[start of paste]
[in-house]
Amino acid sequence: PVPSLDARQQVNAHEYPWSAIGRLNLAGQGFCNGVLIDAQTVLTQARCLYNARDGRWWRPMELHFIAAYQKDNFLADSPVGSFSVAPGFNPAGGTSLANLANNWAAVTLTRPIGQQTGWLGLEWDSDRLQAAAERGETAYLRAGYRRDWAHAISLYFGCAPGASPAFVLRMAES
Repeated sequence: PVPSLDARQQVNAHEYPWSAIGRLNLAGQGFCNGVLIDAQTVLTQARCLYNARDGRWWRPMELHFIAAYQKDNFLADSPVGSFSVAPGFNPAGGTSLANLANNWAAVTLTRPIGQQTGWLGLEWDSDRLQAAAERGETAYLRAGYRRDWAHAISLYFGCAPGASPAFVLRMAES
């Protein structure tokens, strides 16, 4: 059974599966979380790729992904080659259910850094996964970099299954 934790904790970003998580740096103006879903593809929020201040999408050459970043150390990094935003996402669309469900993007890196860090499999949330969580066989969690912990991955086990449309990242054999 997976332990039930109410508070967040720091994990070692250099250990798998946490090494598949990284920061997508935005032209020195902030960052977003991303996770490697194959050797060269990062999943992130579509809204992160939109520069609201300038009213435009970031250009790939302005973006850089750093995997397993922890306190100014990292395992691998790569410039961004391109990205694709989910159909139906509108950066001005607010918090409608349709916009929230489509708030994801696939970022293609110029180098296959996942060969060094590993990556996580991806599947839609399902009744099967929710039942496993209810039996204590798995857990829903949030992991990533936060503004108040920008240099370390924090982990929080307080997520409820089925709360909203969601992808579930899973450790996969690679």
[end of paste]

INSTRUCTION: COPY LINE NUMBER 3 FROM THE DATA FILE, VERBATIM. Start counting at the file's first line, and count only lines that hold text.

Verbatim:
Repeated sequence: PVPSLDARQQVNAHEYPWSAIGRLNLAGQGFCNGVLIDAQTVLTQARCLYNARDGRWWRPMELHFIAAYQKDNFLADSPVGSFSVAPGFNPAGGTSLANLANNWAAVTLTRPIGQQTGWLGLEWDSDRLQAAAERGETAYLRAGYRRDWAHAISLYFGCAPGASPAFVLRMAES